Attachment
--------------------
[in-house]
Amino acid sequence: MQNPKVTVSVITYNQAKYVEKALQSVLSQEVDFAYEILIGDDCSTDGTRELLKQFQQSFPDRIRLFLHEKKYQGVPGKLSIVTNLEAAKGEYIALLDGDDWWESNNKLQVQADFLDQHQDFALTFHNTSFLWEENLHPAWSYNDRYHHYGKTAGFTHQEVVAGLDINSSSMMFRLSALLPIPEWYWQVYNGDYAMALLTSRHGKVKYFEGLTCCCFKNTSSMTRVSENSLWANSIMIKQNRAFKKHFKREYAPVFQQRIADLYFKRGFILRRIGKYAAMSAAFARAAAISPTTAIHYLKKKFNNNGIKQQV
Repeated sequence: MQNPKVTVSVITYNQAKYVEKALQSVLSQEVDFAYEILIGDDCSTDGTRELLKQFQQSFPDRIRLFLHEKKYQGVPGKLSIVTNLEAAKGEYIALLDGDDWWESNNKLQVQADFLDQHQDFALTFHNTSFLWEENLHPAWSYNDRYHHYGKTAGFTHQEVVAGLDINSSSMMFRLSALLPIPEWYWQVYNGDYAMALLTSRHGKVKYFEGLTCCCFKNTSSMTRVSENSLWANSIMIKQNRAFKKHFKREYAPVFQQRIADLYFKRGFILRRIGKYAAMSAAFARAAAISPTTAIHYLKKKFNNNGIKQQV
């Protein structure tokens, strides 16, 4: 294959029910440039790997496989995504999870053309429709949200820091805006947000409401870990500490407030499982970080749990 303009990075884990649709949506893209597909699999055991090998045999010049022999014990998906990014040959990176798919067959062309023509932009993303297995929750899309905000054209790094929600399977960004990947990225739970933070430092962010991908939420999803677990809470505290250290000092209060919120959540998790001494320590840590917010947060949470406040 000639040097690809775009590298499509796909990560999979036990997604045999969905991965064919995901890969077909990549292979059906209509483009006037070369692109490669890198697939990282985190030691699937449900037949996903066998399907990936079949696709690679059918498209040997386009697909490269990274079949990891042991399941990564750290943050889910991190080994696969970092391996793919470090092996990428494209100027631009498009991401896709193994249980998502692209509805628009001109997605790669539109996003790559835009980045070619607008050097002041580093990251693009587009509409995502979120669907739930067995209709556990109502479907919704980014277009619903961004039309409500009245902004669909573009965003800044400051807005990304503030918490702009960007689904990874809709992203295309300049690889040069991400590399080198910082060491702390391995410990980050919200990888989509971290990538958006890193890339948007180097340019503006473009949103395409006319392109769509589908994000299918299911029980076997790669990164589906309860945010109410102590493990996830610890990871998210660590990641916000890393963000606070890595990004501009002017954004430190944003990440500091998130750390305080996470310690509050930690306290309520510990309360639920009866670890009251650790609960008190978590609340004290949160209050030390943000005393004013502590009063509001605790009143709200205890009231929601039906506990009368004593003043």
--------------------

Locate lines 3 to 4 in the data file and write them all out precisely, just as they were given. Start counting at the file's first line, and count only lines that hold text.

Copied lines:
Repeated sequence: MQNPKVTVSVITYNQAKYVEKALQSVLSQEVDFAYEILIGDDCSTDGTRELLKQFQQSFPDRIRLFLHEKKYQGVPGKLSIVTNLEAAKGEYIALLDGDDWWESNNKLQVQADFLDQHQDFALTFHNTSFLWEENLHPAWSYNDRYHHYGKTAGFTHQEVVAGLDINSSSMMFRLSALLPIPEWYWQVYNGDYAMALLTSRHGKVKYFEGLTCCCFKNTSSMTRVSENSLWANSIMIKQNRAFKKHFKREYAPVFQQRIADLYFKRGFILRRIGKYAAMSAAFARAAAISPTTAIHYLKKKFNNNGIKQQV
């Protein structure tokens, strides 16, 4: 294959029910440039790997496989995504999870053309429709949200820091805006947000409401870990500490407030499982970080749990 303009990075884990649709949506893209597909699999055991090998045999010049022999014990998906990014040959990176798919067959062309023509932009993303297995929750899309905000054209790094929600399977960004990947990225739970933070430092962010991908939420999803677990809470505290250290000092209060919120959540998790001494320590840590917010947060949470406040 000639040097690809775009590298499509796909990560999979036990997604045999969905991965064919995901890969077909990549292979059906209509483009006037070369692109490669890198697939990282985190030691699937449900037949996903066998399907990936079949696709690679059918498209040997386009697909490269990274079949990891042991399941990564750290943050889910991190080994696969970092391996793919470090092996990428494209100027631009498009991401896709193994249980998502692209509805628009001109997605790669539109996003790559835009980045070619607008050097002041580093990251693009587009509409995502979120669907739930067995209709556990109502479907919704980014277009619903961004039309409500009245902004669909573009965003800044400051807005990304503030918490702009960007689904990874809709992203295309300049690889040069991400590399080198910082060491702390391995410990980050919200990888989509971290990538958006890193890339948007180097340019503006473009949103395409006319392109769509589908994000299918299911029980076997790669990164589906309860945010109410102590493990996830610890990871998210660590990641916000890393963000606070890595990004501009002017954004430190944003990440500091998130750390305080996470310690509050930690306290309520510990309360639920009866670890009251650790609960008190978590609340004290949160209050030390943000005393004013502590009063509001605790009143709200205890009231929601039906506990009368004593003043």